June 12 (Bloomberg) -- Middle East shares fell, with Dubai’s stocks retreating to the lowest this month, after data from the U.S., India and China fueled concern global economic growth is slowing, damping investor appetite for riskier assets.
Emaar Properties PJSC, builder of the world’s tallest skyscraper in Dubai, lost 1.6 percent and Dubai Islamic Bank PJSC, the United Arab Emirates’ biggest bank complying with Shariah rules, slid for a third day. The 30-member DFM General Index dropped 0.6 percent to 1,547.67, the lowest intraday level since May 31, at 11:15 a.m. in Dubai. The Bloomberg GCC 200 Index of the region’s stocks declined 0.2 percent. Israel’s benchmark stock index lost 1.1 percent.
“Regional markets appear to be taking cues from trends in global markets,” said Sachin Mohindra, a fund manager at Invest AD in Abu Dhabi. Investors including “high net worth and regional institutions, who are the providers of incremental buying liquidity in regional markets, appear to be closely tracking international market events,” he said.
China on June 10 reported a $13.1 billion trade surplus for May, missing the $19.3 billion median estimate in a Bloomberg News survey, as export growth slowed.
India reported that output at factories, utilities and mines rose 6.3 percent in April from a year earlier after an 8.8 percent gain in March. China and India are the world’s second- and fourth-biggest oil-consuming countries. The six nations of the Gulf Cooperation Council supply about a fifth of the world’s oil.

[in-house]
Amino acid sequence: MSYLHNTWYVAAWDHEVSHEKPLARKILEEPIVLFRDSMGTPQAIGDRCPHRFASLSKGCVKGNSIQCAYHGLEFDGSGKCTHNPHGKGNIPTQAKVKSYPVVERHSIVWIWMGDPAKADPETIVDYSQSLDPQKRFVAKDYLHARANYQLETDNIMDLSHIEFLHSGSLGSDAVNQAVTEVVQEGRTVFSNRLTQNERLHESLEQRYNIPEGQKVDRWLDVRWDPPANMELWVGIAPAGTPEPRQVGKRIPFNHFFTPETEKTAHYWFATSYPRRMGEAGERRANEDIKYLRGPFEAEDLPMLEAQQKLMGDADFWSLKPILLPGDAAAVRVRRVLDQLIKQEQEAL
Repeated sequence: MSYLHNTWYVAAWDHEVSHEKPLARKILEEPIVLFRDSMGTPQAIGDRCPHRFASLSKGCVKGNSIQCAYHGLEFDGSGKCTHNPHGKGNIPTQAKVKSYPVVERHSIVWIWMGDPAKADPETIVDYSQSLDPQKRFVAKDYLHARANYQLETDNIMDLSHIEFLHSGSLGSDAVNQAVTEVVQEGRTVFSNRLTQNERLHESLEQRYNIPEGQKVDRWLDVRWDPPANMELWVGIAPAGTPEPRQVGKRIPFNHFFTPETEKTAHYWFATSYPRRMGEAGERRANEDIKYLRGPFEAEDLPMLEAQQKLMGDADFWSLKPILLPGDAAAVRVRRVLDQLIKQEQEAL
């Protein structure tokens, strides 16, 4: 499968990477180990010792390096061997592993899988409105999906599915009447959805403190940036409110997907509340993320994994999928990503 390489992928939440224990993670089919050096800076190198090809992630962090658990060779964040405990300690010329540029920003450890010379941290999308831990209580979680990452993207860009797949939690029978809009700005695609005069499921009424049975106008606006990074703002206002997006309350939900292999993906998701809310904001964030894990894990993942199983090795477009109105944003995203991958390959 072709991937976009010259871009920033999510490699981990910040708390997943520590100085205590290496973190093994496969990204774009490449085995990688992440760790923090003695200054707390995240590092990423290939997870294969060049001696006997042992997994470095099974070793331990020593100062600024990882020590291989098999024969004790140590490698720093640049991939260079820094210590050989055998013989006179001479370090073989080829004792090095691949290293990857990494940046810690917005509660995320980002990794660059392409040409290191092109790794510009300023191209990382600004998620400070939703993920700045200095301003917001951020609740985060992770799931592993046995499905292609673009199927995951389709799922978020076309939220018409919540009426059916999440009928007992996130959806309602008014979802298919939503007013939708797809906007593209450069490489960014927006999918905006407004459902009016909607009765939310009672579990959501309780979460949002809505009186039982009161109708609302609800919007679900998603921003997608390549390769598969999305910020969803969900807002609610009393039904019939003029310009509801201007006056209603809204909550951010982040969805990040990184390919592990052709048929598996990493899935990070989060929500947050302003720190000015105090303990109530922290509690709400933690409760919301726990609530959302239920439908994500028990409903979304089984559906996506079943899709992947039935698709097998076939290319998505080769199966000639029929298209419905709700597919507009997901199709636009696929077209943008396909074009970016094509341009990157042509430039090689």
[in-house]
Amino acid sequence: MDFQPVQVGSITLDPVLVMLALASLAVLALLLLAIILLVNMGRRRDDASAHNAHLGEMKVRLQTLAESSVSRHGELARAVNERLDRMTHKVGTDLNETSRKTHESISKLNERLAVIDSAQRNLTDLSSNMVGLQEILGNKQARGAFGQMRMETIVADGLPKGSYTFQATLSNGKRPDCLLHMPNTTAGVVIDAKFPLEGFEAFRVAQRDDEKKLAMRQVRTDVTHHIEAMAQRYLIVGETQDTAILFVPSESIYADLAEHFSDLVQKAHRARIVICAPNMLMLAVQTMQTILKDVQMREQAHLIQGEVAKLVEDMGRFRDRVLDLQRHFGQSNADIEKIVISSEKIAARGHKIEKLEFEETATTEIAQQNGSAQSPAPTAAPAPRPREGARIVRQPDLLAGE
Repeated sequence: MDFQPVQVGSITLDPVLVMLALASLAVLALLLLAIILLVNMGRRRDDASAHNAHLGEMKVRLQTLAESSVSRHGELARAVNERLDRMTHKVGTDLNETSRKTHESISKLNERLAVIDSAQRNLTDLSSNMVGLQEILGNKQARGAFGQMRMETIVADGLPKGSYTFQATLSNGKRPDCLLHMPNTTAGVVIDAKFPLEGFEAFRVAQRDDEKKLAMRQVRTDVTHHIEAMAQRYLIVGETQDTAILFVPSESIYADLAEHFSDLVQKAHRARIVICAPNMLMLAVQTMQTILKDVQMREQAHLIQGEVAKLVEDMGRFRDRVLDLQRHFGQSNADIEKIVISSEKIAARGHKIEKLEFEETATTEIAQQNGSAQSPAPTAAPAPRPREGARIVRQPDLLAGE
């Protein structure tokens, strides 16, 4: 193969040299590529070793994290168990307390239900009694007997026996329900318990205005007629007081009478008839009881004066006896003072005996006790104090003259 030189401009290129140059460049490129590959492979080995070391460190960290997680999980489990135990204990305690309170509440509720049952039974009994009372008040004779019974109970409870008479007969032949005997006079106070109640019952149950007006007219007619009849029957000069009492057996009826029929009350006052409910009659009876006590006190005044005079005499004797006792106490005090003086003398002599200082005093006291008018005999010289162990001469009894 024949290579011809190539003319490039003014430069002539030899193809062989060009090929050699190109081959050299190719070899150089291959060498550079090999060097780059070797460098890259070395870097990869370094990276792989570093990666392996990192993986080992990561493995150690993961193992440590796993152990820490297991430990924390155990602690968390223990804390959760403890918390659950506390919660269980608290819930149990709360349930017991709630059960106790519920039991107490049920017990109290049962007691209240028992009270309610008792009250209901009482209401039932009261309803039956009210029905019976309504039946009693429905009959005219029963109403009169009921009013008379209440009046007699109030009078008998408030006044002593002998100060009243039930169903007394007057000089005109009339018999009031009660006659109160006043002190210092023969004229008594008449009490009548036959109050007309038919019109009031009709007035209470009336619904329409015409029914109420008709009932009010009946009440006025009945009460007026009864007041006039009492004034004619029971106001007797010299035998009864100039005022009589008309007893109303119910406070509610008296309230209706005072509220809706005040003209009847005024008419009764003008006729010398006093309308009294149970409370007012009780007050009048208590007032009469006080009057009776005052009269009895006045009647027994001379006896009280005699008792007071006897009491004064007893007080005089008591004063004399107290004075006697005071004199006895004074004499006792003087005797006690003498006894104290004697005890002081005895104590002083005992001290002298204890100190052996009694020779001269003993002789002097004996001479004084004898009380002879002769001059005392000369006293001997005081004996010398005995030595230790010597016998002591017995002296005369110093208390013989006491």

On June 8, U.S. Federal Reserve Chairman Ben S. Bernanke said the “uneven” and “frustratingly slow” economic recovery warrants continued monetary stimulus. Even so, he gave no indication that he plans a third round of asset purchases known as quantitative easing.
The MSCI All-Country World Index slid 1.5 percent on June 10. The Standard & Poor’s 500 Index dropped 1.4 percent and the Stoxx Europe 600 index slumped 1.3 percent. Oil in New York retreated 2.6 percent to $99.29 a barrel.
Emaar fell to 3.07 dirhams, the lowest since May 30. Dubai Islamic decreased 1 percent to 2.05 dirhams, the lowest since May 26.
Oman’s MSM30 Index was little changed while Qatar’s measure and the Kuwait SE Price Index slipped 0.2 percent. Bahrain’s gauge was unchanged and Abu Dhabi’s measure lost 0.4 percent.
In the Levant, Israel’s benchmark TA-25 stock index lost 1.1 percent as Bank of Israel Governor Stanley Fischer joined the race to head the International Monetary Fund. The index is at its lowest since Sept. 20.
The benchmark Mimshal Shiklit government bond due January 2020 declined, pushing the yield two basis points higher, or 0.02 percentage point, to 5.11 percent.
--Editors: Philip Sanders, Inal Ersan
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